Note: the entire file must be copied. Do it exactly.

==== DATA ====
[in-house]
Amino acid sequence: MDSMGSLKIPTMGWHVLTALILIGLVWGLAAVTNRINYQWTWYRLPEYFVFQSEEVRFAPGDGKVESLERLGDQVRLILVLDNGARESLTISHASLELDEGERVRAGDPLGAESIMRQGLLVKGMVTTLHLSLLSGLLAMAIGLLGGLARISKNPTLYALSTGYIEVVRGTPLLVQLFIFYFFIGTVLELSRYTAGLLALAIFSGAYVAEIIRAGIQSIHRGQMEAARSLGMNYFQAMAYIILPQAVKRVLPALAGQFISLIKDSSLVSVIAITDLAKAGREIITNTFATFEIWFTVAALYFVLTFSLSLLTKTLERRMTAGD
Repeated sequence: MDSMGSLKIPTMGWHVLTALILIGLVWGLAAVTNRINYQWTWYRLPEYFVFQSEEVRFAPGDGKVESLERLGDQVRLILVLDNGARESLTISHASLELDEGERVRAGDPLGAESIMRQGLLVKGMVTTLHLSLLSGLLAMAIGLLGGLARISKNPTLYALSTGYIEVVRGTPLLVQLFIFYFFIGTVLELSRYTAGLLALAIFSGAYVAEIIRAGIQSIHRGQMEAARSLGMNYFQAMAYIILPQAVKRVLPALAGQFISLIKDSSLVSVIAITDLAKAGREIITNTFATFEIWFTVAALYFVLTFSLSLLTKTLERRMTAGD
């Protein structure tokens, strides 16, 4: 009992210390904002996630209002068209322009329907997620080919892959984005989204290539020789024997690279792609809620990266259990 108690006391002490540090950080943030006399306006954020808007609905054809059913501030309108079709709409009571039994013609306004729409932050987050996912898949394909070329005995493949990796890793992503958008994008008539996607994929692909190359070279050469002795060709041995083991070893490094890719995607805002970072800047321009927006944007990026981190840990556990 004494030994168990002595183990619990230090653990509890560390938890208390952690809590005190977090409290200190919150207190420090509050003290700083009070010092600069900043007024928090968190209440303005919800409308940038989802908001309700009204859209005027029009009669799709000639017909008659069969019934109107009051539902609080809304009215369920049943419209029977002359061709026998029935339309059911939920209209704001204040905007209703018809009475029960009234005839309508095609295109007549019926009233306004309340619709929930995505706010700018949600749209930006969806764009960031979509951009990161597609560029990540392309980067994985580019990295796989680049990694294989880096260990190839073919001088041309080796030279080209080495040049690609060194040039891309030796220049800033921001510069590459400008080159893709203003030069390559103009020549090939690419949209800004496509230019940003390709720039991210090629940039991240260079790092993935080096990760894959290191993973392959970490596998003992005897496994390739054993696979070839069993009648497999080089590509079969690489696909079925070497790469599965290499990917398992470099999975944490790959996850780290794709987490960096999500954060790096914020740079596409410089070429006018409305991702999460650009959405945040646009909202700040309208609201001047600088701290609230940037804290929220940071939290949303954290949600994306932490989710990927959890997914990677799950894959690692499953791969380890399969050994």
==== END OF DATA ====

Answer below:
[in-house]
Amino acid sequence: MDSMGSLKIPTMGWHVLTALILIGLVWGLAAVTNRINYQWTWYRLPEYFVFQSEEVRFAPGDGKVESLERLGDQVRLILVLDNGARESLTISHASLELDEGERVRAGDPLGAESIMRQGLLVKGMVTTLHLSLLSGLLAMAIGLLGGLARISKNPTLYALSTGYIEVVRGTPLLVQLFIFYFFIGTVLELSRYTAGLLALAIFSGAYVAEIIRAGIQSIHRGQMEAARSLGMNYFQAMAYIILPQAVKRVLPALAGQFISLIKDSSLVSVIAITDLAKAGREIITNTFATFEIWFTVAALYFVLTFSLSLLTKTLERRMTAGD
Repeated sequence: MDSMGSLKIPTMGWHVLTALILIGLVWGLAAVTNRINYQWTWYRLPEYFVFQSEEVRFAPGDGKVESLERLGDQVRLILVLDNGARESLTISHASLELDEGERVRAGDPLGAESIMRQGLLVKGMVTTLHLSLLSGLLAMAIGLLGGLARISKNPTLYALSTGYIEVVRGTPLLVQLFIFYFFIGTVLELSRYTAGLLALAIFSGAYVAEIIRAGIQSIHRGQMEAARSLGMNYFQAMAYIILPQAVKRVLPALAGQFISLIKDSSLVSVIAITDLAKAGREIITNTFATFEIWFTVAALYFVLTFSLSLLTKTLERRMTAGD
């Protein structure tokens, strides 16, 4: 009992210390904002996630209002068209322009329907997620080919892959984005989204290539020789024997690279792609809620990266259990 108690006391002490540090950080943030006399306006954020808007609905054809059913501030309108079709709409009571039994013609306004729409932050987050996912898949394909070329005995493949990796890793992503958008994008008539996607994929692909190359070279050469002795060709041995083991070893490094890719995607805002970072800047321009927006944007990026981190840990556990 004494030994168990002595183990619990230090653990509890560390938890208390952690809590005190977090409290200190919150207190420090509050003290700083009070010092600069900043007024928090968190209440303005919800409308940038989802908001309700009204859209005027029009009669799709000639017909008659069969019934109107009051539902609080809304009215369920049943419209029977002359061709026998029935339309059911939920209209704001204040905007209703018809009475029960009234005839309508095609295109007549019926009233306004309340619709929930995505706010700018949600749209930006969806764009960031979509951009990161597609560029990540392309980067994985580019990295796989680049990694294989880096260990190839073919001088041309080796030279080209080495040049690609060194040039891309030796220049800033921001510069590459400008080159893709203003030069390559103009020549090939690419949209800004496509230019940003390709720039991210090629940039991240260079790092993935080096990760894959290191993973392959970490596998003992005897496994390739054993696979070839069993009648497999080089590509079969690489696909079925070497790469599965290499990917398992470099999975944490790959996850780290794709987490960096999500954060790096914020740079596409410089070429006018409305991702999460650009959405945040646009909202700040309208609201001047600088701290609230940037804290929220940071939290949303954290949600994306932490989710990927959890997914990677799950894959690692499953791969380890399969050994």